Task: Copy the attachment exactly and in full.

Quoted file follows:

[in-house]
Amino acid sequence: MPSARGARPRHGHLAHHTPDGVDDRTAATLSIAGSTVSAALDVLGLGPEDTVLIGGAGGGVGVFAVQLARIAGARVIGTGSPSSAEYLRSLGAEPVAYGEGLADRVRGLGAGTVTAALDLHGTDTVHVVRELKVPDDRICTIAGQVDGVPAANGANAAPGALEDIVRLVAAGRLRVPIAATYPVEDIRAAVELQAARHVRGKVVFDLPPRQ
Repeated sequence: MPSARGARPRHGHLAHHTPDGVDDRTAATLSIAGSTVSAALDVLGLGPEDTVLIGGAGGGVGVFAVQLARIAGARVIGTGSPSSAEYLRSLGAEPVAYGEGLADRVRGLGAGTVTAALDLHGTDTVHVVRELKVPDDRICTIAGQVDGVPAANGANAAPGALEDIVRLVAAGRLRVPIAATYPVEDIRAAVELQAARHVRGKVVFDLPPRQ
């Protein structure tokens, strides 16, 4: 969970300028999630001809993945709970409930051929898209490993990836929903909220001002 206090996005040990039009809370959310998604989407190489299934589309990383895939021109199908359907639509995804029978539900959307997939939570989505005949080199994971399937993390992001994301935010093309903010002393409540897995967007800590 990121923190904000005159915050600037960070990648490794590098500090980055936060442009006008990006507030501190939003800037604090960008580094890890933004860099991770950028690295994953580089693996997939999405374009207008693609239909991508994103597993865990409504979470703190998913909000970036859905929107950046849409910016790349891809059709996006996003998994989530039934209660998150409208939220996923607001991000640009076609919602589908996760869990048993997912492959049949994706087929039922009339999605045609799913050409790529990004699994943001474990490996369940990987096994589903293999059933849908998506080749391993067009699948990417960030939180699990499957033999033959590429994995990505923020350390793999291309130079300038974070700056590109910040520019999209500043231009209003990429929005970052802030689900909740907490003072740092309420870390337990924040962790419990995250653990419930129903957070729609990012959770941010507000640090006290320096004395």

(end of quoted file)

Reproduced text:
[in-house]
Amino acid sequence: MPSARGARPRHGHLAHHTPDGVDDRTAATLSIAGSTVSAALDVLGLGPEDTVLIGGAGGGVGVFAVQLARIAGARVIGTGSPSSAEYLRSLGAEPVAYGEGLADRVRGLGAGTVTAALDLHGTDTVHVVRELKVPDDRICTIAGQVDGVPAANGANAAPGALEDIVRLVAAGRLRVPIAATYPVEDIRAAVELQAARHVRGKVVFDLPPRQ
Repeated sequence: MPSARGARPRHGHLAHHTPDGVDDRTAATLSIAGSTVSAALDVLGLGPEDTVLIGGAGGGVGVFAVQLARIAGARVIGTGSPSSAEYLRSLGAEPVAYGEGLADRVRGLGAGTVTAALDLHGTDTVHVVRELKVPDDRICTIAGQVDGVPAANGANAAPGALEDIVRLVAAGRLRVPIAATYPVEDIRAAVELQAARHVRGKVVFDLPPRQ
């Protein structure tokens, strides 16, 4: 969970300028999630001809993945709970409930051929898209490993990836929903909220001002 206090996005040990039009809370959310998604989407190489299934589309990383895939021109199908359907639509995804029978539900959307997939939570989505005949080199994971399937993390992001994301935010093309903010002393409540897995967007800590 990121923190904000005159915050600037960070990648490794590098500090980055936060442009006008990006507030501190939003800037604090960008580094890890933004860099991770950028690295994953580089693996997939999405374009207008693609239909991508994103597993865990409504979470703190998913909000970036859905929107950046849409910016790349891809059709996006996003998994989530039934209660998150409208939220996923607001991000640009076609919602589908996760869990048993997912492959049949994706087929039922009339999605045609799913050409790529990004699994943001474990490996369940990987096994589903293999059933849908998506080749391993067009699948990417960030939180699990499957033999033959590429994995990505923020350390793999291309130079300038974070700056590109910040520019999209500043231009209003990429929005970052802030689900909740907490003072740092309420870390337990924040962790419990995250653990419930129903957070729609990012959770941010507000640090006290320096004395």